- #1 – Monthly levies: what are they?
- #2 – Ask what levies are used for in the residential community
- #3 – Stay up to date with residential community legislation
- #4 – Understand the rules set out by the body corporate
- #5 – Speak to the community manager
A residential community is often the picture of perfection. Lush lawns, friendly neighbours, and 24-hour security. What more could a homeowner want?
Buying into a residential community can be an amazing opportunity but many people move in without understanding the intricacies involved.
Homeowner’s associations or body corporates often manage residential communities, which is quite different to living in a freestanding home in the suburbs. Because you are living in a community, there are rules that need to be adhered to by both owners and residents alike.
Following is a short list of things to consider before buying into a residential community.
#1 – Monthly levies: what are they?
Body corporates in residential communities require the homeowners to pay a monthly levy.
The monthly levy is an amount that goes to a collective management fund and is used for general maintenance and upkeep of the estate or complex. This amount can be anywhere from a few hundred to a few thousand Rands per month.
It is often payable above and beyond normal rates and taxes, so be sure to factor these fees into your monthly budget before you decide to buy in a residential community.
#2 – Understand what levies are used for
If you are serious about buying in a residential community, you need to know what the monthly levies will be used for.
Monthly levies come out of your pocket and so, it is your right as a homeowner to know where the funds will be allocated. As mentioned in the previous point, they are typically used for general maintenance of the complex, but make sure you know what that includes. For instance, will this include upkeep of communal areas only or will it also include upkeep of individual units?
Levies can also be allocated towards additions to the residential community. The board might use the money to install something like a swimming pool or enhance the security of the complex.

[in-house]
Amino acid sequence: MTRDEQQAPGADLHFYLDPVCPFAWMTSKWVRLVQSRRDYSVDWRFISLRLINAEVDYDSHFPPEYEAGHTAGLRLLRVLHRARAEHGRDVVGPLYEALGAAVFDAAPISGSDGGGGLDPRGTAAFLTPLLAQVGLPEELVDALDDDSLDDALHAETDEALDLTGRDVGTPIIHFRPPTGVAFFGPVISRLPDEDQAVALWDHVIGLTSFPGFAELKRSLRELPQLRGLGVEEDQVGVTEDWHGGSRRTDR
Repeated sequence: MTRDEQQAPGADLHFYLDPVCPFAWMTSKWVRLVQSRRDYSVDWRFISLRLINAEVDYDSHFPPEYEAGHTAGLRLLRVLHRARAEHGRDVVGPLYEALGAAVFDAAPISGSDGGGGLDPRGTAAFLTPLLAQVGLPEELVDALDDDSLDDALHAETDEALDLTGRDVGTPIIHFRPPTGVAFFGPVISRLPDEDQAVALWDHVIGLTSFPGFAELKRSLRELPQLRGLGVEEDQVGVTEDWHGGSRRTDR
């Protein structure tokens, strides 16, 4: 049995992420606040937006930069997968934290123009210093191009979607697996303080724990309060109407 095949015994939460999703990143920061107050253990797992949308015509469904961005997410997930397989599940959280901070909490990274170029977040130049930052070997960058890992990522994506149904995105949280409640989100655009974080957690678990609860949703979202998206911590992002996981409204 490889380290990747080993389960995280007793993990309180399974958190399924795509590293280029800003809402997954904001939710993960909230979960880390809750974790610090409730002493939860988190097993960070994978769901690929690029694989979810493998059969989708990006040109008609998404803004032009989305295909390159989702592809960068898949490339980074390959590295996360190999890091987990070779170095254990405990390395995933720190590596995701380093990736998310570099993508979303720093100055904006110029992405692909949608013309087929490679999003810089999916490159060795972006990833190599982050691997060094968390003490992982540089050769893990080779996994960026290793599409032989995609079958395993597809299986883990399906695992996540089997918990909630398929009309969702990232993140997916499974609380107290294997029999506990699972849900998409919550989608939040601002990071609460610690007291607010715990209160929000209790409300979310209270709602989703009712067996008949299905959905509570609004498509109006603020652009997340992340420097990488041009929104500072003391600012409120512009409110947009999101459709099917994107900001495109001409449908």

Whichever the case, it is in your best interest to know what exactly they will do with your money.
Related Reading: 10 Questions to ask your Landlord before Renting
#3 – Stay up to date with residential community legislation
Residential communities are not immune to changing legislation and new laws that come into practice.
Body corporates and homeowners associations should inform residents of new legislation. It is, however, a good idea for you to get into the habit of doing independent research.
If you decide to make the investment, keep a file with any correspondence you receive from the body corporate.
If you receive information from an external source, query it immediately and file the response from the body corporate.
#4 – Understand the rules set out by the body corporate
Before buying a property in a residential community, ask for the conduct rules as set out by the body corporate.
This will give you a better idea of what is expected of you and if you are willing to fit into that lifestyle.
These rules will include bigger issues like remodelling and building onto your own unit. It will also involve smaller rules like what you may or may not plant in your yard, if and how many pets you may own, and at what time you need to reduce your noise levels.
Knowing the rules is not just about following them but also about protecting your asset.
#5 – Speak to the community manager
When you decide to buy into a residential community, meet with the community manager first. He or she will tell you all you need to know.
They are often more knowledgeable than your real estate agent when it comes to that specific community and should, therefore, be able to answer all your questions clearly.
Remember, communication is key to gaining enough knowledge and understanding your rights and responsibilities, so keep it flowing!
Moving into a residential community can offer you an amazing lifestyle, but make sure that you have all the critical information available ahead of time. You don’t want to buy or invest in a community only to end up with buyer’s remorse.
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